join:2004-08-25
Kent, WA

1 edit
reply to shdd
I have the GA-970A-UD3 Gigabyte brand motherboard and the BIOS can't see my 2TB hard drive or Blu-ray optical drive in my new iBUYPOWER custom built computer. Yet there both working just fine in Windows 7.


Dogg
Premium
join:2003-06-11
Belleville, IL
Reviews:
·Charter
reply to shdd
Depends on the controller configuration.

If the SATA controller(s) are in IDE mode, all connected devices will be listed during boot in the normal locations. If the SATA controller(s) are in AHCI mode, the devices are no longer listed.

In any event, they are working in Windows, so they are functional. However, I've seen several HDD's that are usable that are actually faulty and will throw an error code when tested.
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bevills1

join:2006-05-29
Reviews:
·Charter
reply to shdd
Recently I had similar problems with a Maxtor drive not recognized in BIOS 1 day when the system had been running about 8 hours, but the drive was recognized on startup the next day. I ran Sea Tools diagnostics, and the drive passed. I also tested the memory using Memtest86, and memory passed the tests, In my instance I suspect something may be overheating on the mobo since this is an old 1900 MHZ system. I suggest also testing memory if your problem recurs.

BTW a couple of years ago I also had some problems with a Seagate drive and even returned it under warranty for replacement only to have the problem recur. In that instance the Memtest 86 memory test found errors, and replacing the memory fixed the problem that time.

I suspect your problem isn't the drive since you got it recognized, and you might have some bad memory or possibly mobo issues if the problem does recur.


mmainprize

join:2001-12-06
Houghton Lake, MI
Reviews:
·Charter
reply to shdd
Your issues are not as strange as you might think.

A lot of drive are shipped with old buggy firmware and just about all MFG's have had a few models that required a firmware update to work correctly under some OS's. The Clicking sound is bad and should be looked into always. I have known of a few drives (Mainly laptop drives) that had firmware to fix the clicking noise of working drives. Many times the clicking drive will die a little later (click of death) »en.wikipedia.org/wiki/Click_of_death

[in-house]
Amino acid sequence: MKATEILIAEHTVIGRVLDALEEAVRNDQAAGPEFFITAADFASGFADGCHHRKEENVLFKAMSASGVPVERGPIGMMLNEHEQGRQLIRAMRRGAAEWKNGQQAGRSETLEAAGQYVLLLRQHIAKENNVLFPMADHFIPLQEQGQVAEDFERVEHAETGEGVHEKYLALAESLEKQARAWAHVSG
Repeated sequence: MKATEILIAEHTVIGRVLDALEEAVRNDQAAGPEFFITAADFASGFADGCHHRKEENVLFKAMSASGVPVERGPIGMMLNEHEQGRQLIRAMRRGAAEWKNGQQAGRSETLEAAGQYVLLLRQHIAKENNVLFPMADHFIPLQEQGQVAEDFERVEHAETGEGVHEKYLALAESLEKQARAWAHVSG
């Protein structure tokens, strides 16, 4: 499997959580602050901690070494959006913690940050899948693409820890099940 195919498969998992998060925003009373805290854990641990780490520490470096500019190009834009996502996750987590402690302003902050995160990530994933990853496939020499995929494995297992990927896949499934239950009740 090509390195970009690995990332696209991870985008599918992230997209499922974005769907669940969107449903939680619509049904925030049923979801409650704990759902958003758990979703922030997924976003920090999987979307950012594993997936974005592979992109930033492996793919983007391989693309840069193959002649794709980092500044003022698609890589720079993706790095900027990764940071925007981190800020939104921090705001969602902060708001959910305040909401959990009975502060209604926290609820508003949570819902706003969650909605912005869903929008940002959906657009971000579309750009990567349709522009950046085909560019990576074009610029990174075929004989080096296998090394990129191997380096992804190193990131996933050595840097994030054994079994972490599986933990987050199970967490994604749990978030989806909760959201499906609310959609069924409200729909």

Many times it is the drive trying to read a bad track (many times track 0) to get the basic drive info/boot code. Software can fix/move that track/info in some cases and make the drive work again but that is not always the case and many times the problem comes back later. If software is used to fix a drive it can not be trusted for long term use or important data any more.

If you every have a drive start to intermittently work or show up in BIOS you need to get the important data off it first before you run any diag on it. Many times the diag will kill the drive because it is a hard drive crash that has damaged the surface of the drive and the heads and it just spreads form the bad spot to the heads to other spots on the drive.

Kearnstd
Space Elf
Premium
join:2002-01-22
Mullica Hill, NJ
kudos:1
reply to shdd
I would say even if the firmware update saved it for now, I would highly suggest looking for a replacement drive or using an existing external drive or even a shared drive on a networked computer to get any mission/life critical data off that drive. So that if it does do a complete fail some evening you do not have to panic about say losing family photos, financial reports, iTunes collection, etc.